With months of being mainly at home during the summer I have walked more in the countryside than ever before. It made me look at wild flowers and hedgerows in a completely different light.
I am sure most of us will not know that Britain’s hedgerows may have remedies for all sorts of health conditions, tinctures, beauty and even household uses. So, I headed to Amazon and purchased some books on the subject. There are quite a number of them but I think the ones I write about here are well worth investing in. They are all by the same authors who seem to be a specialist in this field.Just remember if it is something that you take then first check with your GP in case it might interact with any medication you are on.
They say our kitchen shelves are full of remedies for all sorts of illnesses and accidents. In fact most domestic accidents occur in the kitchen. But if the home has hidden dangers, it also contains many handy but often overlooked ingredients for treating household emergencies and common ailments, from bee stings and cuts to sore throats and chilblains.
The products for these remedies include herbs and spices, fruit and vegetables, oils and vinegars, and many other familiar items.
In Kitchen Medicine the authors of the successful Hedgerow Medicine now move indoors to describe the wealth of healing and emergency remedies that sit unused and idle in the kitchen. Superb illustrations adorn a lively text.
The ailments and illnesses that kitchen medicine can address are comprehensively listed, making diagnosis and cure both immediate and easy.
This book has a great wealth of knowledge, an inspiration and healing abilities. The photos are amazing and it has historical notes and anecdotes with an easy reference listed by ailment. You will be amazed at what you have in your store-cupboard. A bit like having a chemist at your doorstep.
Julie and Matthew explain that Britain’s hedgerows abound with forgotten remedies for countless health problems. Julie Bruton-Seal, practicising medical herbalist, together with her co-author, the editor and writer Matthew Seal, have responded to the growing interest in natural medicine by aiming this book at the amateur who wants to improve his or her health in the same way that mankind has done for centuries around the world: by using local wild plants and herbs. There are clear instructions about which plants to harvest, when, and over 120 recipes showing how to make them into teas, vinegars, oils, creams, pillows, poultices or alcohol-based tinctures. Julie and Matthew explain which ailments can be treated, and what benefits can be expected. As well as being packed with practical information on using 50 native plants, Hedgerow Medicine also gives a fascinating insight into the literary, historic and worldwide application of these herbal remedies.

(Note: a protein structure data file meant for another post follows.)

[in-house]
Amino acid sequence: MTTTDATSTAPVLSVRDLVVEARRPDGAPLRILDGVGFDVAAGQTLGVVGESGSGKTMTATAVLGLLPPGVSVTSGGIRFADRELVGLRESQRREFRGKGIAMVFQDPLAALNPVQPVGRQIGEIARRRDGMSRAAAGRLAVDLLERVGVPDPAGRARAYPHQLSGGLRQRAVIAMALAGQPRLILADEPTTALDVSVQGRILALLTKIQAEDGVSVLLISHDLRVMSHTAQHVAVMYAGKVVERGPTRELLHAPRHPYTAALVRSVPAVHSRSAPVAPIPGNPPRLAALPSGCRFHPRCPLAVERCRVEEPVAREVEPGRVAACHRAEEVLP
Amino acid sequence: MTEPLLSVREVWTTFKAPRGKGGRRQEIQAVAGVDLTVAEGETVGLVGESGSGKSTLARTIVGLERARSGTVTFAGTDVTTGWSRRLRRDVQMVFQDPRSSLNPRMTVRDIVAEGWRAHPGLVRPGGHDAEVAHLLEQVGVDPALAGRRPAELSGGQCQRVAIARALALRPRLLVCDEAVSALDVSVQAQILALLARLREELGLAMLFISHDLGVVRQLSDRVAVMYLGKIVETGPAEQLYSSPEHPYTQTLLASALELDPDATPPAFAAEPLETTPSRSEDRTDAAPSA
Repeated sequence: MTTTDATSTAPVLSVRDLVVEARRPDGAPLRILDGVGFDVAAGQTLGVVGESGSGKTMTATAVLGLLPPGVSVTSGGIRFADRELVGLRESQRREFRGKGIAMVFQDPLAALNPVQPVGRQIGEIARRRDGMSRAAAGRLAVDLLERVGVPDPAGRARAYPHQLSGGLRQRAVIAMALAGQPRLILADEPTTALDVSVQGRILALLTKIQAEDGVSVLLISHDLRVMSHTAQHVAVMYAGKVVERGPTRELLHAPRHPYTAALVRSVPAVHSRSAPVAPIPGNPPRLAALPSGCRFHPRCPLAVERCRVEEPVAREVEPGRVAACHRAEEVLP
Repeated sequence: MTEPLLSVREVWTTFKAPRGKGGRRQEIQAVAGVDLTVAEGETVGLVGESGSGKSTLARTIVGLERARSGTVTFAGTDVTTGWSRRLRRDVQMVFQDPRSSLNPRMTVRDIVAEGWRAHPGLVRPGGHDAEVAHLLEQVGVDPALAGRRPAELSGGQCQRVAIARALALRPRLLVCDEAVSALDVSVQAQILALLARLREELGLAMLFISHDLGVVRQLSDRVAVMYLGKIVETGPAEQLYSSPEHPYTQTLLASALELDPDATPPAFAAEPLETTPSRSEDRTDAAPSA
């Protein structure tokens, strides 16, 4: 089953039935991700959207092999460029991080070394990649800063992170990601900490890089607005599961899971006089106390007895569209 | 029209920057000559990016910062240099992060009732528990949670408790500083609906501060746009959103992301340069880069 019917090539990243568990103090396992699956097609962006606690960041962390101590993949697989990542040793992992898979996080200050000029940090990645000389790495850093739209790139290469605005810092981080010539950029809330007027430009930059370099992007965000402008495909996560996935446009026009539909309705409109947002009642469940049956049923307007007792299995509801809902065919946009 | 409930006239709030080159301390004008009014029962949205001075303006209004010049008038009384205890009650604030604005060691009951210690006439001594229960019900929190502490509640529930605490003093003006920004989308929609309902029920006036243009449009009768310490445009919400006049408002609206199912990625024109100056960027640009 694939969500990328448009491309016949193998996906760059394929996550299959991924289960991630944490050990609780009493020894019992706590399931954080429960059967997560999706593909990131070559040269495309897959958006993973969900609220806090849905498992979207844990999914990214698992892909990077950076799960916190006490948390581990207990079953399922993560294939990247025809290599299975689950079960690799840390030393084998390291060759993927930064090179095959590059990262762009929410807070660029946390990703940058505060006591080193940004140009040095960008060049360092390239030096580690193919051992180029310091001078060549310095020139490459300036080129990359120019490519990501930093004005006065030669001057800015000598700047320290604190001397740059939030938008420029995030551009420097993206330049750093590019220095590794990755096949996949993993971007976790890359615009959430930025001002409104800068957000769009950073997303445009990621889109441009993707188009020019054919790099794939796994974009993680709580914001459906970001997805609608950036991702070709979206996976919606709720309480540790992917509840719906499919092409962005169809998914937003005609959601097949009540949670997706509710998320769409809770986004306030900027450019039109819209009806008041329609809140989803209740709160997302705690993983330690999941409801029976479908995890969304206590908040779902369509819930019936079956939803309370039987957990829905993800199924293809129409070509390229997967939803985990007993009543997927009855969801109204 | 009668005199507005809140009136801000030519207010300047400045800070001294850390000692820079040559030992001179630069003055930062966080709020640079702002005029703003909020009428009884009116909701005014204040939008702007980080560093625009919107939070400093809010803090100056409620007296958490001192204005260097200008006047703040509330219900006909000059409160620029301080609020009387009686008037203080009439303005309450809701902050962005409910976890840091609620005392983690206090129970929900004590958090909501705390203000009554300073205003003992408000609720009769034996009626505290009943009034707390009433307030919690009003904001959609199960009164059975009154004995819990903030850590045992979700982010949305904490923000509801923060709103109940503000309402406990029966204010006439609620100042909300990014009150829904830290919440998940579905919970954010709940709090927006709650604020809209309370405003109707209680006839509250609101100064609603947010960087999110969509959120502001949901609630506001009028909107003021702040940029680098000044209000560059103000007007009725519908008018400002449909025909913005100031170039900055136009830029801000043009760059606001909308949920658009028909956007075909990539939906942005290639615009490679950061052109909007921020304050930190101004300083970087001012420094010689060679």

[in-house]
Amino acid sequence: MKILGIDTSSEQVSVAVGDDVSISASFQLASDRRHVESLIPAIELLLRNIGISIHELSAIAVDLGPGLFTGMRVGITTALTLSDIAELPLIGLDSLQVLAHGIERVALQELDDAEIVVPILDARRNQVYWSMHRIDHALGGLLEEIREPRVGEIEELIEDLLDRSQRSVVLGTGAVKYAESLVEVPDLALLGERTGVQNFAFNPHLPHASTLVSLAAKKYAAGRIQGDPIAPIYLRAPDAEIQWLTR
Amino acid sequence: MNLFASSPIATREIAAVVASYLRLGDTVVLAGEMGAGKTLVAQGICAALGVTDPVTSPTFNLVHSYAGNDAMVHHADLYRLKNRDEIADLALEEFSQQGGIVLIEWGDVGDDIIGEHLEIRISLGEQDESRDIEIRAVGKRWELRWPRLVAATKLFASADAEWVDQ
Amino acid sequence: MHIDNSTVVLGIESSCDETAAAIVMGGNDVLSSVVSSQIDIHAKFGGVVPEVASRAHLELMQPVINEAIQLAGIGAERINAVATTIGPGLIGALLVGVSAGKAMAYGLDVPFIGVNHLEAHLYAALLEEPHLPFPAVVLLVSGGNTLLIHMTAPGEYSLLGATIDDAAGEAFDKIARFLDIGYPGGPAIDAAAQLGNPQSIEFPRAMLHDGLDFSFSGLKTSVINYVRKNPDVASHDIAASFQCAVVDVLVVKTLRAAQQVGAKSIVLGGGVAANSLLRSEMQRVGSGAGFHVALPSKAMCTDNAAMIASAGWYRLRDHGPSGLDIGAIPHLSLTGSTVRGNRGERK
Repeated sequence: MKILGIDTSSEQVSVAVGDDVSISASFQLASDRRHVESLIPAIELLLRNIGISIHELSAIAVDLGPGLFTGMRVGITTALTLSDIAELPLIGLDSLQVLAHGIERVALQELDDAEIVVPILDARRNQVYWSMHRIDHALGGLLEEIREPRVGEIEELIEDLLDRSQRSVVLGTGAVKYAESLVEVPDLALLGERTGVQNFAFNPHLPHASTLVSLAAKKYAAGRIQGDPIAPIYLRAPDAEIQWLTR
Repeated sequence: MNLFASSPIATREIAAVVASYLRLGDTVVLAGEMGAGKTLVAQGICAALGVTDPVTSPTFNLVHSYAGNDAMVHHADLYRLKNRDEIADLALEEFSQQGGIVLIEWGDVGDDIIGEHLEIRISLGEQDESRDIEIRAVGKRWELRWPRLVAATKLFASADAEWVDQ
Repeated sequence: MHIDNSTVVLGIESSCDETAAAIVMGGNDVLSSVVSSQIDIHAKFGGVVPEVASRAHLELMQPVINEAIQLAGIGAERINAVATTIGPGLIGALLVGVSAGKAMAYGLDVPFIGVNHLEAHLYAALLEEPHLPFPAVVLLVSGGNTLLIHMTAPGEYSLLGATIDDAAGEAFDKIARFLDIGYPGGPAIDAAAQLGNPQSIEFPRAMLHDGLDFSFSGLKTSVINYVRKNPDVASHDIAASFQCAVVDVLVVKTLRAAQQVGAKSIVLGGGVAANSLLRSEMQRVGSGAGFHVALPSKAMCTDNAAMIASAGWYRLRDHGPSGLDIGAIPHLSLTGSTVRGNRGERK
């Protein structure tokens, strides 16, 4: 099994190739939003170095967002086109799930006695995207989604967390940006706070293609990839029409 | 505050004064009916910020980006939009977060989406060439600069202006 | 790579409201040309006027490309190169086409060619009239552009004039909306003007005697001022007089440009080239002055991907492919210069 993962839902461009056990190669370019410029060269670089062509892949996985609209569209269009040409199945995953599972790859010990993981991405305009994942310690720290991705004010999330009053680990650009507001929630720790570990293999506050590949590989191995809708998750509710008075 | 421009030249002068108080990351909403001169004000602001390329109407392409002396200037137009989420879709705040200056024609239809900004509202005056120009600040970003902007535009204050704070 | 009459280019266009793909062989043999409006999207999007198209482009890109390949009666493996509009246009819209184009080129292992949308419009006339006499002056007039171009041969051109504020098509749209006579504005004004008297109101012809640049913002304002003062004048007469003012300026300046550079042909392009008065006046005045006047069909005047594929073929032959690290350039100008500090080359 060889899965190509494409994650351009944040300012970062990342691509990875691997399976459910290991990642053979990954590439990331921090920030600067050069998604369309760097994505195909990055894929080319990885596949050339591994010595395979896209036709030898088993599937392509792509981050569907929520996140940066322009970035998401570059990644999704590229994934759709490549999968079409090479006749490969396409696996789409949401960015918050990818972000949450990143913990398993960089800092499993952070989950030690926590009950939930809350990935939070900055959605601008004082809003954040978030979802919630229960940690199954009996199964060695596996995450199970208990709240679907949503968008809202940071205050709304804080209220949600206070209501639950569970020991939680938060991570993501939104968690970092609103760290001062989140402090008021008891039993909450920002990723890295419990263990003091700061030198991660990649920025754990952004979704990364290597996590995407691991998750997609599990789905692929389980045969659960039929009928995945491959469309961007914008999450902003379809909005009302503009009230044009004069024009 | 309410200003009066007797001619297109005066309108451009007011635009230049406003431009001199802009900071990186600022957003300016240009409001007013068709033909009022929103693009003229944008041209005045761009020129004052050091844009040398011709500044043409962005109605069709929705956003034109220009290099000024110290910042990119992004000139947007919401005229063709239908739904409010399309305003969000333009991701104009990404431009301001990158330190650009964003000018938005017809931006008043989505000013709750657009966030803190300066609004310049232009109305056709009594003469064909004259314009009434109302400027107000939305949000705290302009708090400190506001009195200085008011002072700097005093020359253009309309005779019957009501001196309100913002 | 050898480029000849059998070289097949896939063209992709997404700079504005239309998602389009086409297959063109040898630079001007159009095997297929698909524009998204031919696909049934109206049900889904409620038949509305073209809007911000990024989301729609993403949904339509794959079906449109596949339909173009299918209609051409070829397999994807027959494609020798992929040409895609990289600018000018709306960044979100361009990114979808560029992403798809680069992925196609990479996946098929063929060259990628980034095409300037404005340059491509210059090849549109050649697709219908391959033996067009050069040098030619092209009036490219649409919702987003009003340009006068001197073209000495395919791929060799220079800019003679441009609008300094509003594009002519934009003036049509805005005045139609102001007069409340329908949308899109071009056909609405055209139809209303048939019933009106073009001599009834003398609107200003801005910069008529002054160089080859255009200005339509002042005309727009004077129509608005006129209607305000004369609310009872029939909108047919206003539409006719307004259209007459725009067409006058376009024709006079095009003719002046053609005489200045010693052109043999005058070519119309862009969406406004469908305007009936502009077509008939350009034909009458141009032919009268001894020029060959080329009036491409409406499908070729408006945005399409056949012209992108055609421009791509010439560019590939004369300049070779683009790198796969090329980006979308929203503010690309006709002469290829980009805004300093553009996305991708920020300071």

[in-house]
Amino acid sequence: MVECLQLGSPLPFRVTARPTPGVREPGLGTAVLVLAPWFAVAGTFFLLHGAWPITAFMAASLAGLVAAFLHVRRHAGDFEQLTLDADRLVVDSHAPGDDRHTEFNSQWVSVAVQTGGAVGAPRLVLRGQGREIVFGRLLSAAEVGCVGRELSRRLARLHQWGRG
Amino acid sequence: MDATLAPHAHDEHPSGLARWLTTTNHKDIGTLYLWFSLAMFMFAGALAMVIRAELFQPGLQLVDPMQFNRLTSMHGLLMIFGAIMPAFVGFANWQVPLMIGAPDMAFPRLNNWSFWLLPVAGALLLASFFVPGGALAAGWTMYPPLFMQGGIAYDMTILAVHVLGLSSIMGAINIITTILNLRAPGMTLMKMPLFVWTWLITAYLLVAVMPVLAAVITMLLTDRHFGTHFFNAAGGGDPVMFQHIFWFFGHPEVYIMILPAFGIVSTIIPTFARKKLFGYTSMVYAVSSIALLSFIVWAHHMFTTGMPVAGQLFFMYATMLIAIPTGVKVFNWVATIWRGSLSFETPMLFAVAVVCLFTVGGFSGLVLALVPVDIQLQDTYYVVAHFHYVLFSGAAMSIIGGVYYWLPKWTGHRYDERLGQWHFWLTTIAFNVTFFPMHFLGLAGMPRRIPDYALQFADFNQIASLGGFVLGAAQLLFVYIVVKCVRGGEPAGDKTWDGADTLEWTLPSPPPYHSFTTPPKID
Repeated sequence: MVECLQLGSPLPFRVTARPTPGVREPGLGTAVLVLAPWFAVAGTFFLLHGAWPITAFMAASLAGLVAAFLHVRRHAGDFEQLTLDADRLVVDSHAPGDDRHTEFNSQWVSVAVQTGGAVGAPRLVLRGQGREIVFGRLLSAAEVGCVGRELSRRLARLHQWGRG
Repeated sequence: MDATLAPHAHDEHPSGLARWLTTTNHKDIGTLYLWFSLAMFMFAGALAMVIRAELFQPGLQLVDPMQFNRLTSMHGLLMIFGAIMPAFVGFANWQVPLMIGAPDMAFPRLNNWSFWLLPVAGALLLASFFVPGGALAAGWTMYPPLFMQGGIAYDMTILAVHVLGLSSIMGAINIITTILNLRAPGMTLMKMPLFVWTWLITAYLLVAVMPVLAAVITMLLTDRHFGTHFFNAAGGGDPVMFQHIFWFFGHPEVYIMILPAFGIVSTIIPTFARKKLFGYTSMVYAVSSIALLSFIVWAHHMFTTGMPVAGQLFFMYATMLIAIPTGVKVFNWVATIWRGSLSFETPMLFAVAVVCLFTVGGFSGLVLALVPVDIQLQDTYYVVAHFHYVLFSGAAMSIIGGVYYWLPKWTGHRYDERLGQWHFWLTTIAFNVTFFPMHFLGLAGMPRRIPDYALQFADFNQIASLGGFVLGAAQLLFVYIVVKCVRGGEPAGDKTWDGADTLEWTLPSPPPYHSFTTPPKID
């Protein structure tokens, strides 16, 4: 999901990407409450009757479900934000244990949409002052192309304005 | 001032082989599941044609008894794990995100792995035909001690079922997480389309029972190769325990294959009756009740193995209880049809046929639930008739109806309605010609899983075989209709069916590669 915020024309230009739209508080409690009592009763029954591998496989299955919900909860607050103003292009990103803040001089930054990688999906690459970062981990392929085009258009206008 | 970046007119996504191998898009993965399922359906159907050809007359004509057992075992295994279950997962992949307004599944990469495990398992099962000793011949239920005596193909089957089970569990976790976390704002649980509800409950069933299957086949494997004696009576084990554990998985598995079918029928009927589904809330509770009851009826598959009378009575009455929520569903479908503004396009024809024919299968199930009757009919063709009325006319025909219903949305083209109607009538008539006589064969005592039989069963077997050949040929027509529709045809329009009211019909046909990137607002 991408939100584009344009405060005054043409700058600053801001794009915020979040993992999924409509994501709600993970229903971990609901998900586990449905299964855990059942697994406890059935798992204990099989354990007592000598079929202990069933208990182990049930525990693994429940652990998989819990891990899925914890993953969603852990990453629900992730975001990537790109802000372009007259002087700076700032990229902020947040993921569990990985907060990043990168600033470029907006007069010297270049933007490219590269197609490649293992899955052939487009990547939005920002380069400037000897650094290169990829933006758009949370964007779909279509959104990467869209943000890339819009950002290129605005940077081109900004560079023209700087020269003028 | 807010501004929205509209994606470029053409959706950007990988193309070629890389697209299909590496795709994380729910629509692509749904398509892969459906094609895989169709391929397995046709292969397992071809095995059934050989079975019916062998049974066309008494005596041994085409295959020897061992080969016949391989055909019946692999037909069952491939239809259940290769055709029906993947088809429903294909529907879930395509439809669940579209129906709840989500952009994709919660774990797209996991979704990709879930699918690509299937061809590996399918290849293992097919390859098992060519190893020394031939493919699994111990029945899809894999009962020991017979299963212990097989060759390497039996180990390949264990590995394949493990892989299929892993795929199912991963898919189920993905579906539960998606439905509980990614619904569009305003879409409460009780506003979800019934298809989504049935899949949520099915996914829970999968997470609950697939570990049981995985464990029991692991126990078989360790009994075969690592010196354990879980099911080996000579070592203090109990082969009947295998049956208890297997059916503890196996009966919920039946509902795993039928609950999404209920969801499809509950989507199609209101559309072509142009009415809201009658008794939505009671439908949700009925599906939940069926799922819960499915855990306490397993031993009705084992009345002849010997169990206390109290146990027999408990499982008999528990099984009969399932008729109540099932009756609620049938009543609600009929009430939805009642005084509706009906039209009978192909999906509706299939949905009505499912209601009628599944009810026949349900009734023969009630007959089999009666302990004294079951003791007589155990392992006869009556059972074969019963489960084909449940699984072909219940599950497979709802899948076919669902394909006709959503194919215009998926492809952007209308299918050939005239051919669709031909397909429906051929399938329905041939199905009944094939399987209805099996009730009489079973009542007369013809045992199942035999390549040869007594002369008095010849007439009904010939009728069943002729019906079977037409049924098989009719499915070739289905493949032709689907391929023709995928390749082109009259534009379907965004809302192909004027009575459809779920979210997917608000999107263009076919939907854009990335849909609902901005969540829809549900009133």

This is another great book clearly laid out for you to discover what’s growing in your local hedgerow. You will never look at a hedgerow the same again after reading this book. It has 250 beautiful colour images and something that will be picked up by anyone if left on your table.
It contains each herb, with its own page or two (or three) about what it does, how to use it, how the herb was used in history with a beautiful accompanying picture. An priceless book for herbalists enthusiasts alike that gives good tips on making tinctures, teas, poultices and much more. It would make a great Christmas present.
Julie explains that Herbalist to King Charles I, John Parkinson (1567–1650) was a master apothecary, herbalist and gardener. Famous in his own lifetime for his influential books, his magnum opus was published in 1640, the Theatrum Botanicum, which ran to 1,788 large pages. The sheer scope and size was perhaps to prove the book’s downfall because, while it was much revered and indeed plagiarized, it was never reprinted and now has the status of an extremely valuable rare book. Parkinson was writing at a time when Western herbalism was at its zenith, and his skills as a plantsman combined perfectly with his passion for science, observation and historical scholarship. In this editor’s selection, Julie and Matthew have printed Parkinson’s clear and lively description of a chosen plant’s ‘vertues’ or healing properties, adding their own modern commentary and a contemporary take on his almost-forgotten herbal recipes. Busy herbalists, historians and gardeners will welcome this restoration and sensitive highlighting of Parkinson’s huge lost classic.
This book shows you a glimpse into another world when plants were the only remedy of most ailments. They say that even today around 40 per cent of all drugs used are of plant origin.
It’s a great book well set out with lots of information and stunning pictures. It has the original John Parkinson’s text and line drawings along with the modern descriptions and photos.